Your BOC Form narrative

Your narrative is your chance to give more details about your refugee claim. You do not have to do one, but it is a good idea. You may not have the chance to say everything you want to at your refugee hearing.

Start your narrative

Before you begin:

  • Look over:
    • your BOC Form, 
    • any other forms and applications you gave to the Canadian government (including from outside Canada).  
  • Tell the truth. Your narrative must be honest and correct. IRB-RPD is likely to reject your claim if they don’t believe what you have said. If anything in your narrative does not match something you already wrote on another form, explain why.
  • Write about the important issues only. You do not need to repeat the basic facts (about your identity, family, education, jobs, and travel) that you put in your BOC and other forms, unless these details are important to show the risk you face in your country.
  • Keep your narrative well organized so it is easy to read for the busy IRB-RPD Member who decides your claim.
  • Remember that you need to explain the danger you would face in the future in your country and why you cannot go back, not only the events that happened in the past.
  • Describe how the past events changed the physical and mental health of you and your family.
Legal issues

The IRB-RPD member is looking for the following information:

  • What danger would you face if you go back to your country? Who might hurt you? What threats or bad treatment have you faced? Name the people or the groups. Have other people like you had the same problems? Does everyone in your country face the same danger, or just you and a certain group of people?
  • Why do they want to hurt you? Is it because of your
    • race,
    • religion,
    • nationality, 
    • political opinion, or
    • because you belong to a certain social group of people? (For example, women.)
  • If you belong to an organization or any group of people in danger, describe the group. If it is helpful, give details about what you did in the group.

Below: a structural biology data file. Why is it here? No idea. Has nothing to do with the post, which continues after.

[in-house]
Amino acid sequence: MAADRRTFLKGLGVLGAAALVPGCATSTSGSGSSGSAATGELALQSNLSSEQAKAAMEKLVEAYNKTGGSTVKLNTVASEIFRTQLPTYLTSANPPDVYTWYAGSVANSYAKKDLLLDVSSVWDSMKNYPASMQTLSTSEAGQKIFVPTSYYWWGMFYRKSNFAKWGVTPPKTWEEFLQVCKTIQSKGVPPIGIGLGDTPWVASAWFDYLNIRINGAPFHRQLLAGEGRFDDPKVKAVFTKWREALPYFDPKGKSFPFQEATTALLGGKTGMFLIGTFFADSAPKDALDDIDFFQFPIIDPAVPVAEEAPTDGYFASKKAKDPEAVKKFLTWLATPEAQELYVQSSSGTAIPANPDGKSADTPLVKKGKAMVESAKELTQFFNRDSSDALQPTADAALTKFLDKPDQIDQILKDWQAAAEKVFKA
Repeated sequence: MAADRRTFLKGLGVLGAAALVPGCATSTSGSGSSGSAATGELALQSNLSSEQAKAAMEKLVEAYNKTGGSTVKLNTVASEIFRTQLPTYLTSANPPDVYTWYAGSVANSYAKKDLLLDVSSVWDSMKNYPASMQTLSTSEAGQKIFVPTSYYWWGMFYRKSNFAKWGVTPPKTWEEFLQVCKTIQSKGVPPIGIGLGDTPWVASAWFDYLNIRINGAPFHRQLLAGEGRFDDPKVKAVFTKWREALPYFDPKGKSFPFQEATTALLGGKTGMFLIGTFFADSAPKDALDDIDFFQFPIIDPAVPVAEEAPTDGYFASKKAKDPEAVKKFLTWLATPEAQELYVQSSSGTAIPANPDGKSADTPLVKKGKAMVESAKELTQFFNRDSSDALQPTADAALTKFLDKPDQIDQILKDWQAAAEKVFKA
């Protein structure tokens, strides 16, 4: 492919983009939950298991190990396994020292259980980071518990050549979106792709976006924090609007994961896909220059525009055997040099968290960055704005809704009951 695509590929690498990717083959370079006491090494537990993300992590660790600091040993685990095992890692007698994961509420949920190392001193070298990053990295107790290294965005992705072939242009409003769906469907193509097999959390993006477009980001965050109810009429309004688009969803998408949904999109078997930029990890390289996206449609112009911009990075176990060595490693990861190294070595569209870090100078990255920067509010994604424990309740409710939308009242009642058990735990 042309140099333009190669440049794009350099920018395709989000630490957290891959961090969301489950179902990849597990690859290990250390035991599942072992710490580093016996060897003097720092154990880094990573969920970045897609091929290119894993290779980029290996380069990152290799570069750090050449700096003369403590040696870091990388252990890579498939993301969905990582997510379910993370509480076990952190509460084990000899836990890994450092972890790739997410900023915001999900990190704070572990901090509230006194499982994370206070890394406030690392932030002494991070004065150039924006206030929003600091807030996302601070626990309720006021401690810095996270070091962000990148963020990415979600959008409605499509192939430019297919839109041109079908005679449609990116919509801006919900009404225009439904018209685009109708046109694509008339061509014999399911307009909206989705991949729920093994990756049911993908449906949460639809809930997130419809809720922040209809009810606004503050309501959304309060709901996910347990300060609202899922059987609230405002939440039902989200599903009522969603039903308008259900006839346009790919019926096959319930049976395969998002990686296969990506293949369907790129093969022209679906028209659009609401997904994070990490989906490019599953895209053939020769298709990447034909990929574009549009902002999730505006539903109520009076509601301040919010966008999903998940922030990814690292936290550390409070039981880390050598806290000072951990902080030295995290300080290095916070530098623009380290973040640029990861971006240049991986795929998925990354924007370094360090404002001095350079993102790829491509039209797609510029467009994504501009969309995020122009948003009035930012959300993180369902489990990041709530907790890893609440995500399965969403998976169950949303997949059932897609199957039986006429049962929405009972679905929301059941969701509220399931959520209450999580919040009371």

• How would the people who want to hurt you find you if you return? Do they have a way to find you no matter where you go in the country? How will they know you are back?
  • Did you ask the police or other authorities for help? What happened? If you did not ask, why not? Do you know other people like you who asked for help? What happened?
  • Can you live safely in another part of your country? Why not? Do not just say that you do not have friends or family to live with.
  • Why did you choose to leave the country when you did? Did you leave right away? If not, why not?
  • If you went back after you left, explain why. Did you take steps to protect yourself?
  • If it took you a long time to make a refugee claim in Canada, explain why.
  • If you went through a safe country first, explain why you did not make a refugee claim there. If you did make a refugee claim in another country, what happened?
  • Are there other reasons why you cannot return to your country? Medical reasons? Is it hard to find housing or jobs?

See Prepare for Your Hearing for more information.

Complete your narrative

When you have finished, go over your narrative with your legal representative carefully. Make any changes. If you do not have a legal representative, ask someone you trust to read it over for you.  

Write your name and Unique Client Identifier (UCI) (if you have one) at the top right of each page of your narrative.

Once you are happy with your narrative, you must get it translated into English or French. Ask the translator to read it back to you and listen carefully to make sure it is right. The translator will need to do a translator’s declaration.

Combine your narrative and your BOC Form into one PDF file to send to the IRB-RPD. (You can send your narrative later, but they should get it at least ten days before your refugee hearing.) Follow the IRB-RPD instructions for sending evidence.